Lura lakes



The Lura National Park covers 1280 ha of mountainous terrain around the crown of Lura (Kurora e Lures) Massif, which rises at its peak to 2121 meters. The area was designated a as national park because of the beautiful lakes which lie within it, and a road into the park was constructed in order to give access to the seven largest lakes. These lie in cirques 1600 – 1720 meters above sea level, surrounded by pine trees and wild flowers, with the mountains rising high above them. Each of the seven main lakes has a subtly different atmosphere. Several of them are covered in white and yellow water lilies, and huge dragon flies dart around them. Others have no flowers in them, the stillness of their water is dapled with the reflection of the surrounding trees.

The Lura lakes were a popular destination for Albanian holiday makers during the communist period and visitor numbers are now starting to pick up again. They are still rather difficult to get to, over the past ten years or so, illegal logging within the park has reached calamitous levels and the logging company’s trucks have destroyed the roads. Even worse, the loggers have also destroyed large swathes of pine forest and their clear felling on the hillside is causing serious erosion.

Despite the logging company’s efforts however, there is still quite alot of forest left and the lakes are still lovely traquil places. The closest lakes to the village of Lura e Vjeter, about one and a half hours drive from it, are Liqeni i Rrasave (slate lake) and Liqeni i Lopeve (Cattle lake). Slate lake is a pretty little tarn, with water lilies and reeds in the water and beech trees growing around it. Cattle lake is larger and is overlooked by an impressivly craggy hill. Around it are the remains of concrete steps and patios, which must have been built when Lura was a holiday resort. There is a path leading off the road to the right, just before Slate lake, it used to lead to another lake, but this was exploited for irrigation during the communist era and is now dry.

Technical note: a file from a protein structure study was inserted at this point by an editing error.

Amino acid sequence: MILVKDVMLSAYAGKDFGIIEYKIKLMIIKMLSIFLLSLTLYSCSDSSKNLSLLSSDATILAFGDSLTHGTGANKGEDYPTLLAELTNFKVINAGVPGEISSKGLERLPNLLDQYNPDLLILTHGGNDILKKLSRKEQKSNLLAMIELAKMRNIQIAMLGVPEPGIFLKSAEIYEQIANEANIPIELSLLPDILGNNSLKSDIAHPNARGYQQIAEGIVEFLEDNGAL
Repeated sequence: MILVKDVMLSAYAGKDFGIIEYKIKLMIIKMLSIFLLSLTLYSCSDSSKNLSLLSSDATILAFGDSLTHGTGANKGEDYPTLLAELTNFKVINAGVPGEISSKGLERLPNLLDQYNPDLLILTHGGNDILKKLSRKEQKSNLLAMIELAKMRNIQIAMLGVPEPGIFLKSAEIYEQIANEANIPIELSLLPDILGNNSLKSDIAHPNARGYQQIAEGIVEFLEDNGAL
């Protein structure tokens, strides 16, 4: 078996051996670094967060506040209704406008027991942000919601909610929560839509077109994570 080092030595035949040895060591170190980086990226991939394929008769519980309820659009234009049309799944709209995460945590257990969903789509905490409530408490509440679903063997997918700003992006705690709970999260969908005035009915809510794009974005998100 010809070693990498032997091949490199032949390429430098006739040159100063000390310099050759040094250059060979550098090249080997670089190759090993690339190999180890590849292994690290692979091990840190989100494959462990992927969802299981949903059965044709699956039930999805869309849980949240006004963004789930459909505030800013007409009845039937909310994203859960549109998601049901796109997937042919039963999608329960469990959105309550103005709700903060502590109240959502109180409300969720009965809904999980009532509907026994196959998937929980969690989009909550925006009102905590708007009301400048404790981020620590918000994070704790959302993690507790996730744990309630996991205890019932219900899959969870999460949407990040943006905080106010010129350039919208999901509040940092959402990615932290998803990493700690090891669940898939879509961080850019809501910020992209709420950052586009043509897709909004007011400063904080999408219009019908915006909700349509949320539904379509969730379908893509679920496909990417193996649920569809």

The next lake in the chain is Liqeni i Madh (Great lake), which is divided into two sections by an artificial dyke. The main section is a large lake, surrounded by hills and trees, although these are marred by deforestation. Local children swim in this lake, less hardy adults might find the water abit too cold. Great lake is the highest of the main lakes, at 1720 meters above the sea level. Behind the dyke is a beautiful little lake, covered in water lilies, with a shady clearing under a couple of trees, which is an ideal spot for a picnic. Huge electric blue dragon flies live around this lake, which is considered as part of the Great lake.

The next two lakes along the road are Liqeni i Hotit (Hoti lake) and Liqeni i Zi (the Black lake), so called beacuse it is very deep. Black lake is also very steep, and its sides are thickly forested with pines, although there is some deforestation further up the slopes.

It is 8.8 kilometers from Slate lake to the last of the seven lakes, Liqeni i Lulevi i Vogel (The Little Flower lake) The two flower lakes (Liqeni i Luleve i Madh, Great flower lake, is the other) are in a part of the park where clear felling has caused especially ugly scarring on the hillside and around the lakes themselves. They are remarkably beautiful lakes, particularly little flower lake whose surface is carpeted with yellow and white water lilies, but it is hard not to feel depressed – or outraged – by the environmental damage which surrounds them.